But beyond the "romantic imagery" of the Zapatistas, their most "powerful contribution" to global politics has been the example they set by working outside of the state and the electoral system to form their own, more democratic society, Manksi argued.
"Without building direct links with other movements they've become a source of inspiration" and spurred "a complete rethinking of what radical left-wing organisation and action means", Holloway said."

i'd neglected to save the link, but it was by way of a hit piece on the movement, as in 'the movement is languishing as i type, will be gone soon', or close to that. good on manski, she seems to have been at zucotti park, and was quoted in an 'occupy succoth (succah)' tent that was erected. i liked that. maybe you'd met her there?

but still, i can't remember how or when i was made aware of them, but then...i remember so little any longer. mr. wd and occupied mancos, co every saturday for a few hours, no mic checks, as our GA was...just the two of us. but it was great how many people stopped by to disagree razz us, but as we listened to them, asked them questions, and so on, most left nodding their heads in understanding. (the links a diary w/ an internal link to an earlier one that says it has photos; beats me.)

up
0 users have voted.
Pluto's Republic's picture

I so appreciate reading this here, Wendy. When I can get past the heartache of it. Mexico is a place I dearly love. I'm still touchy about the US rip off of northern Mexico and the imposition of borders against the very people who inhabited the land for the past 30,000 years.

It is irritating to consider the pressure on Mexico to privatize its oil, but I have hopes for them now that they are part of China's One Belt One Road.

The One Belt One Road (OBOR) initiative that aims to connect whole of what is called Eurasia through maritime and landlocked routes is growing. In January 2018, Xi added the Arctic and Latin America to the aforesaid plan, leaving out only Canada, the US and Japan.

The Trans-Pacific Maritime Silk Road and Polar Silk Road connect Latin America and Arctic (respectively) with China, adding 33.7 million square kilometres. If China successfully integrates this considerable part of the world, it can pave its way to, as Xi put it in the party Congress, “moving closer to centre stage and making greater contributions to mankind”. Economic integration manifests a more open Chinese policy, whereas, with Trump at the helm, the US is turning more inward looking.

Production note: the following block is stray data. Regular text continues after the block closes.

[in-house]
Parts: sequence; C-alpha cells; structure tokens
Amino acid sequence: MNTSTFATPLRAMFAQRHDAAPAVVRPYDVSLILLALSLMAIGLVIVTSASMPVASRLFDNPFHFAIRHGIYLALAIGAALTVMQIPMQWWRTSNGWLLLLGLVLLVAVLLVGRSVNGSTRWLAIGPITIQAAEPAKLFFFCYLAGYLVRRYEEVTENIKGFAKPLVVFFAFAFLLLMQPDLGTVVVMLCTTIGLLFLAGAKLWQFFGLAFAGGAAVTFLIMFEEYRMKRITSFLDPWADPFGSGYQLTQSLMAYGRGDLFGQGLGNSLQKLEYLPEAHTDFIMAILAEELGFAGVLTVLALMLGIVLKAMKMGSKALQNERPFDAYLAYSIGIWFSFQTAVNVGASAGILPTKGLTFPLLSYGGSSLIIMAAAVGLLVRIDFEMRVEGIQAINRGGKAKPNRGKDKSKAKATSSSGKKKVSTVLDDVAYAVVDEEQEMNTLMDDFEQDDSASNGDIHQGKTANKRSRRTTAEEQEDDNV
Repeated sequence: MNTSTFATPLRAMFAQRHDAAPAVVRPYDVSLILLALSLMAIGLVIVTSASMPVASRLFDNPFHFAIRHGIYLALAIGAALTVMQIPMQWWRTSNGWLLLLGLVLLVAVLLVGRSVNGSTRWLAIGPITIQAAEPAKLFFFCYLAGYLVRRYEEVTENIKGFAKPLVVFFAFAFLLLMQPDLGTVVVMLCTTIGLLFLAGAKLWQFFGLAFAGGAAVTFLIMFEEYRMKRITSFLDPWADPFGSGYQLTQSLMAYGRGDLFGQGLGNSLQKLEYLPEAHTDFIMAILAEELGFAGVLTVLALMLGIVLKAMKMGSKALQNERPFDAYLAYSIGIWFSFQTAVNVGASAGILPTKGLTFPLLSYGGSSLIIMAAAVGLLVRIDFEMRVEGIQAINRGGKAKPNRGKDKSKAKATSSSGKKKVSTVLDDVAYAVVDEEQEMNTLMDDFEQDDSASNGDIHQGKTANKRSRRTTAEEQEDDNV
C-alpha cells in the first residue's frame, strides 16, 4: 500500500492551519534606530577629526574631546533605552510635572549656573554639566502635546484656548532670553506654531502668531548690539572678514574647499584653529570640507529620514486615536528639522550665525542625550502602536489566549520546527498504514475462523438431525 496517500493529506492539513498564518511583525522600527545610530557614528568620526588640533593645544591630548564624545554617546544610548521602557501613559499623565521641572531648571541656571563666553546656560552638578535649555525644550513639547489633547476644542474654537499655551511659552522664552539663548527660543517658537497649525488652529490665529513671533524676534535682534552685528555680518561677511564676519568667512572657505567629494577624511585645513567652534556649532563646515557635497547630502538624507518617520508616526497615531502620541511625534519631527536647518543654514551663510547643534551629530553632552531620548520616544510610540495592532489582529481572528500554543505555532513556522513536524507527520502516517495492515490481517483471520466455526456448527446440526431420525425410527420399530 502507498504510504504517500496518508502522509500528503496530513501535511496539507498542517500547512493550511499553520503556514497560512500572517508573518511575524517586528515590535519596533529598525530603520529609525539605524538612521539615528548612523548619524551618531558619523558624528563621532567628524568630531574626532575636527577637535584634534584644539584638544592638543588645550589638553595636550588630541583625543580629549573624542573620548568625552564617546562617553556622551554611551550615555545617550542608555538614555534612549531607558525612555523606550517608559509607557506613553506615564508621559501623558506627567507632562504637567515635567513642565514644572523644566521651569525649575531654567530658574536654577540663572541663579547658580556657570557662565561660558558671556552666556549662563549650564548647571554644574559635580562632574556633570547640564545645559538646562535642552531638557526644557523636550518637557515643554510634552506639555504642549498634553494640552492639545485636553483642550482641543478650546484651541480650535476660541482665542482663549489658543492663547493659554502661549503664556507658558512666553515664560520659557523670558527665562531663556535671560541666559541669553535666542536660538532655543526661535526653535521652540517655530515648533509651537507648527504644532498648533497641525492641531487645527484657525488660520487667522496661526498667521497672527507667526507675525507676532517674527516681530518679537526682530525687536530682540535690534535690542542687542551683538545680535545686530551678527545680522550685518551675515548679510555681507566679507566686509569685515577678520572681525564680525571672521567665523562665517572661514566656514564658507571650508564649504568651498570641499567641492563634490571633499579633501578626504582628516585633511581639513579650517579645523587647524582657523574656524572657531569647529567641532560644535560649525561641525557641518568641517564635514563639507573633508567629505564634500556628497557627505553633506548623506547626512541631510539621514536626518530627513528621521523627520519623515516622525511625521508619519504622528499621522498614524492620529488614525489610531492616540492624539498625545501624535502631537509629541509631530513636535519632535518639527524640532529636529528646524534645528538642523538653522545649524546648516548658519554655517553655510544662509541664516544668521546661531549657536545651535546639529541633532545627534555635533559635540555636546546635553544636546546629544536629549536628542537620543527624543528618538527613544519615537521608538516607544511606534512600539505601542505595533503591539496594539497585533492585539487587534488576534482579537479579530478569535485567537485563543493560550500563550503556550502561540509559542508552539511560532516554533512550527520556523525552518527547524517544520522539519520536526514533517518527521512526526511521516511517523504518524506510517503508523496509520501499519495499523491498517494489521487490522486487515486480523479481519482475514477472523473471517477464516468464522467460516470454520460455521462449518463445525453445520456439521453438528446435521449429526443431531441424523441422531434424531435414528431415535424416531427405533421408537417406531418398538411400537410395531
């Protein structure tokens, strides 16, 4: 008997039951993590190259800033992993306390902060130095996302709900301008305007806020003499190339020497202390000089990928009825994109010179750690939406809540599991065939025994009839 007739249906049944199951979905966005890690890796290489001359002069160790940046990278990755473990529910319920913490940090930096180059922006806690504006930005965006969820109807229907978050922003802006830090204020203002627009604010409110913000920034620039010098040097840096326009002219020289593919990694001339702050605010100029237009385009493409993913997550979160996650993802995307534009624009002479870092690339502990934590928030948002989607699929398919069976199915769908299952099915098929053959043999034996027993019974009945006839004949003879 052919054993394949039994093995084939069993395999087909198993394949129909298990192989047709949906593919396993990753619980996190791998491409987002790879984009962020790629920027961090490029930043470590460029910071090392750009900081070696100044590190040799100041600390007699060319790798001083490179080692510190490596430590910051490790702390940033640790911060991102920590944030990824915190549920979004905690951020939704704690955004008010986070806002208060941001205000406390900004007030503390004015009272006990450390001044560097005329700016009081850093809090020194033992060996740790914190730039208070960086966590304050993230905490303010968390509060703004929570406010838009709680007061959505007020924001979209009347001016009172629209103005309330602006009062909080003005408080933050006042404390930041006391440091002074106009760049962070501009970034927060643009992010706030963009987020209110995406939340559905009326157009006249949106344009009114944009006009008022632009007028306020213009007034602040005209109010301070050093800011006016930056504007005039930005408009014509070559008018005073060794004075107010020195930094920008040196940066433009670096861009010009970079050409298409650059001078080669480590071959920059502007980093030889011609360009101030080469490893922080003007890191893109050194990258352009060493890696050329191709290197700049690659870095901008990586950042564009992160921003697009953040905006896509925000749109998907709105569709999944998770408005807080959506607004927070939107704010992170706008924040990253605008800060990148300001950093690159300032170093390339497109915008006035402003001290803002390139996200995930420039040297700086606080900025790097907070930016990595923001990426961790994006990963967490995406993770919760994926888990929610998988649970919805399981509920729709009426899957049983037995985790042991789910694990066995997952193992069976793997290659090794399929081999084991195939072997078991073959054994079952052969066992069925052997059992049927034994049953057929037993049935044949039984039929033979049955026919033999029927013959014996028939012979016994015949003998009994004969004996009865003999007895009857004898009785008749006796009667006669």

Trade is changing fast. Mexico is moving on. It buys gas from China instead of the US:

(Bloomberg) -- Over the course of March, the oil tanker Nave Pyxis will slice through the Pacific Ocean as it makes an unusual journey of about 8,000 miles from China to Mexico.

Its cargo: almost 300,000 barrels of gasoline to power cars that zip through the Latin American country. A number of disparate events -- maintenance work at refineries along the American Gulf Coast, plant-crippling natural disasters in Mexico and a supply boom in China -- have converged to allow the Asian nation to dip its toes into what has traditionally been a U.S. market.
https://www.bloombergquint.com/markets/2018/03/01/oil-traders-go-on-sea-...

Trump and the policies of the past have driven China and Mexico together. Problems in the NAFTA talks have highlighted the US disdain for Mexico. This has changed geopolitics dramatically while the US acts clueless.

China is now Mexico’s third-largest export partner, receiving $5 billion in goods in 2016. Mexico also imports almost 20 percent — roughly $70 billion — of its goods from China. China is Mexico’s second-largest import partner, according to the World Integrated Trade Solution. Still, U.S. trade with Mexico is upward of $600 billion, overshadowing any other country, and the U.S. absorbs 80 percent of Mexican exports; almost half of Mexico’s imports come from the U.S.

“I don’t think it’s Mexico’s first option, but if it’s being pushed into a corner, China is looking more interesting and more attractive,” said Antonio Ortiz-Mena, former head of economic affairs at the Embassy of Mexico and current senior vice president of Albright Stonebridge Group.

In September, Peña Nieto visited China as one of Xi’s guests — alongside the leaders of Egypt, Kenya, Tajikistan and Thailand.

And during that same trip, Peña Nieto inked a deal with Alibaba Group, the Chinese e-commerce company that’s worth more than $500 billion. The memorandum of understanding between Mexico’s economy ministry and Alibaba aims to get more Mexican products on Alibaba platforms, while also helping small- and medium-sized enterprises export beyond Mexico and into China by helping with logistics, analytics and electronic payments. More than 200,000 Mexican companies are now listed on the Alibaba platform, according to ProMéxico, the Mexican government’s trust fund to promote trade and investment.

This is no small feat, experts say, as upward of 99 percent of Mexican enterprises are small and medium-sized. More than half of Mexico’s GDP comes from these enterprises, according to 2014 figures from Mexico’s National Institute of Statistics and Geography.

“By partnering with Alibaba, we can expand Mexico’s export options in China and in Asia more broadly, while enhancing Mexican SMEs’ knowledge of e-commerce and cross-border trade,” Peña-Nieto said at the signing ceremony.
https://www.politico.com/story/2017/11/20/mexico-gets-closer-to-china-as...

How this affects the Zapatista Movement is another matter. I only know that the US is a bringer of chaos, and this is not the case with China. From China's point of view: